San Antonio and Gulf Shore Railroad
We are indebted to the Lavernia Historical Association.
This group, formed in 2002 has already performed great work towards preserving the heritage of this historic town first settle around 1853. Its president, Elaine Mazurek, has been of inestimable assistance, providing photographs and county maps that show light on other towns served by the railroad.
We are also indebted to the Sutherland Springs Museum, which is open on the first Saturday of every month.
1958 railroad map detail showing the San Antonio & Gulf Shore Railroad in between the Galveston Harrisburg & San Antonio Railroad which ran through Seguin and the San Antonio & Aransas Pass which ran through Floresville.
The San Antonio and Gulf Shore Railroad is perhaps the most overlooked railroad that originated out of San Antonio. It was begun in 1893. Like many railroads, it was begun with very ambitious plans. As with the Galveston Harrisburg and San Antonio in 1877, and the San Antonio & Aransas Pass in 1884, it was hoped the new railroad would reach a deep water port in the Gulf. By 1896, the company had reached Sutherland Springs, some 26 miles. It owned two locomotives and sixteen cars. But with earnings as low as $400 for passengers and $600 for freight, the company was forced to foreclose.
Red indicates the 26 miles built by the original company. The green shows the amount added by the San Antonio & Gulf. the remaining 46 miles to Cuero was added by the Southern Pacific in 1907.
To make matters worse, the group of investors that started the railroad soon disintegrated in bitterly opposed factions which led to nasty court battles and the loss of several fortunes of some very prominent men. One of these was former Texas Governor, John Ireland, of Seguin, who lost his entire estate of $200,000 and died not long after. S.G. Reed covers the episode quite extensively in his 1941 book, "The Railroads of Texas." In 1894, the railroad was using a very old wood burning locomotive. After the train left the (G.H. & S.A.) depot on Austin Street, it had to stop every few miles to take on more wood. It took five to six hours to reach Lavernia, The crew, Jud and Jes Fry, combining the roles of company President, Conductor, Engineer, and Brakeman, would pass the time playing poker in the railroads "General Office," the caboose.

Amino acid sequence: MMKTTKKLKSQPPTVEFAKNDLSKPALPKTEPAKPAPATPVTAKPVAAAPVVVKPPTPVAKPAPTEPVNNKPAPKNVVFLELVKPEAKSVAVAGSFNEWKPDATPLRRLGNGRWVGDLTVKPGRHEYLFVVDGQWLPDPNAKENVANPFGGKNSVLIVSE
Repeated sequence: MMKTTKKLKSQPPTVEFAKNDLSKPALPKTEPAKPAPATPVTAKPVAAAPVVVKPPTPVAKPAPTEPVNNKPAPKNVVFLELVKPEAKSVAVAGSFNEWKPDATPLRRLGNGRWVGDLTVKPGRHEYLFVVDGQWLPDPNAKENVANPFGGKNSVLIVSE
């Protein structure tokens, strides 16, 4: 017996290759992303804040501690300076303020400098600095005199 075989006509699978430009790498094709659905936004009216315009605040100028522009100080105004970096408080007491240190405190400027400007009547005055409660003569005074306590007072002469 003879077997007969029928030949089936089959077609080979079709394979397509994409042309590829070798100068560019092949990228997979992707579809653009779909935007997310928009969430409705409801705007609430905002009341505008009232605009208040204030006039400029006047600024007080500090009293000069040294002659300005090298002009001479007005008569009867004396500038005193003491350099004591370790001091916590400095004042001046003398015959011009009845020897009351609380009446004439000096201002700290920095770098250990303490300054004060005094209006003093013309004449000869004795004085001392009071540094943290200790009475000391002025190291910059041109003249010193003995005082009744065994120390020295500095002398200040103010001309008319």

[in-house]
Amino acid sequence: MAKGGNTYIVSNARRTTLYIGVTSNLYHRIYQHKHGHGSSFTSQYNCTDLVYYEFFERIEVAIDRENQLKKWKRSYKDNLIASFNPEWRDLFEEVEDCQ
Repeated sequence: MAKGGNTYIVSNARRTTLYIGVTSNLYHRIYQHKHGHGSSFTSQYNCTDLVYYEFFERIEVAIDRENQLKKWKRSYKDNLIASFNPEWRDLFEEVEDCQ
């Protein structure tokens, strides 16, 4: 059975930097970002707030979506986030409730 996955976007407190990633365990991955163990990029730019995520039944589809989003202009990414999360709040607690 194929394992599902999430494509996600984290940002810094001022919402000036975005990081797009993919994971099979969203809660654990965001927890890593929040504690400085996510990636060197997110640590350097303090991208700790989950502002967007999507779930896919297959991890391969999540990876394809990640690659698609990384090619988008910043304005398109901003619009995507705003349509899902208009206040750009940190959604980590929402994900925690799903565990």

Detail from an 1897 S.A. & G. bond
A new company, backed by the Southern Pacific, was formed in 1897 and called the San Antonio & Gulf. The new company extended the main line by six miles and reached Stockdale the same year. They also added some spur lines. One went to Cibolo from Sutherland Springs and another from Lavernia to some sand pits. By 1903, they reported owning two locomotives and eighteen cars. They had $15,000 in passenger earnings and $46,000 from freight. In 1905, the Southern Pacific was authorized by the legislature to acquire the company and it was folded into its Galveston Harrisburg & San Antonio's Victoria Division. As part of the take over, the S.P. agreed to extend the line to Cuero, another 46 miles.
Timetable detail from 1941
Reaching Cuero was an important step forward for the line and ensured its long term viability. Cuero was already served by the San Antonio & Aransas Pass, on its line between Kenedy and Yoakum. The S.P. also had a line to Cuero from Victoria. It had been built in 1873 by the Gulf, Western Texas & Pacific railroad, the successor to a company called the San Antonio & Mexican Gulf, which dated back all the way to 1850. In a way the addition completed the original plan, albeit fifty seven years later and under completely different companies. The extension created a direct line between Victoria and San Antonio. With the S.P.'s de facto control, and later full ownership, of the San Antonio & Aransas Pass, the giant railroad had a full grid network in coastal Texas.